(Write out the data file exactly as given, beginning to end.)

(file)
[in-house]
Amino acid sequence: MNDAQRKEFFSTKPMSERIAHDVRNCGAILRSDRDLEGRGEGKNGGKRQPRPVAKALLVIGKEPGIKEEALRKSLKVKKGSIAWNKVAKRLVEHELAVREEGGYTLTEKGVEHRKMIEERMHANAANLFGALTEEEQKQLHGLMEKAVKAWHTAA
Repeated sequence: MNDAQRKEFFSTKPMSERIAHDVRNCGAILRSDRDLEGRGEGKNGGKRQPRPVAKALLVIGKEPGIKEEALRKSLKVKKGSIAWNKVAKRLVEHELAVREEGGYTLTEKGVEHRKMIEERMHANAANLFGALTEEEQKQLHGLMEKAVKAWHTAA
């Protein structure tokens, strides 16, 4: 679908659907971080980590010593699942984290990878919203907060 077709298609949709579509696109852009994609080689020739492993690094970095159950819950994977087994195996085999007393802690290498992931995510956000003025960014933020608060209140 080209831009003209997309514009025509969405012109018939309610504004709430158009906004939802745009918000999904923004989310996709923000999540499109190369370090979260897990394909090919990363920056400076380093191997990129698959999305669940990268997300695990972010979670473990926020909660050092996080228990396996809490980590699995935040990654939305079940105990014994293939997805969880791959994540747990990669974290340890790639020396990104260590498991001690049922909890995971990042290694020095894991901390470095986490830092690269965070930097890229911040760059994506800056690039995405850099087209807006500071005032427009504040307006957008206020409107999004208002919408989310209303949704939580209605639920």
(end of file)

[in-house]
Amino acid sequence: MNDAQRKEFFSTKPMSERIAHDVRNCGAILRSDRDLEGRGEGKNGGKRQPRPVAKALLVIGKEPGIKEEALRKSLKVKKGSIAWNKVAKRLVEHELAVREEGGYTLTEKGVEHRKMIEERMHANAANLFGALTEEEQKQLHGLMEKAVKAWHTAA
Repeated sequence: MNDAQRKEFFSTKPMSERIAHDVRNCGAILRSDRDLEGRGEGKNGGKRQPRPVAKALLVIGKEPGIKEEALRKSLKVKKGSIAWNKVAKRLVEHELAVREEGGYTLTEKGVEHRKMIEERMHANAANLFGALTEEEQKQLHGLMEKAVKAWHTAA
């Protein structure tokens, strides 16, 4: 679908659907971080980590010593699942984290990878919203907060 077709298609949709579509696109852009994609080689020739492993690094970095159950819950994977087994195996085999007393802690290498992931995510956000003025960014933020608060209140 080209831009003209997309514009025509969405012109018939309610504004709430158009906004939802745009918000999904923004989310996709923000999540499109190369370090979260897990394909090919990363920056400076380093191997990129698959999305669940990268997300695990972010979670473990926020909660050092996080228990396996809490980590699995935040990654939305079940105990014994293939997805969880791959994540747990990669974290340890790639020396990104260590498991001690049922909890995971990042290694020095894991901390470095986490830092690269965070930097890229911040760059994506800056690039995405850099087209807006500071005032427009504040307006957008206020409107999004208002919408989310209303949704939580209605639920």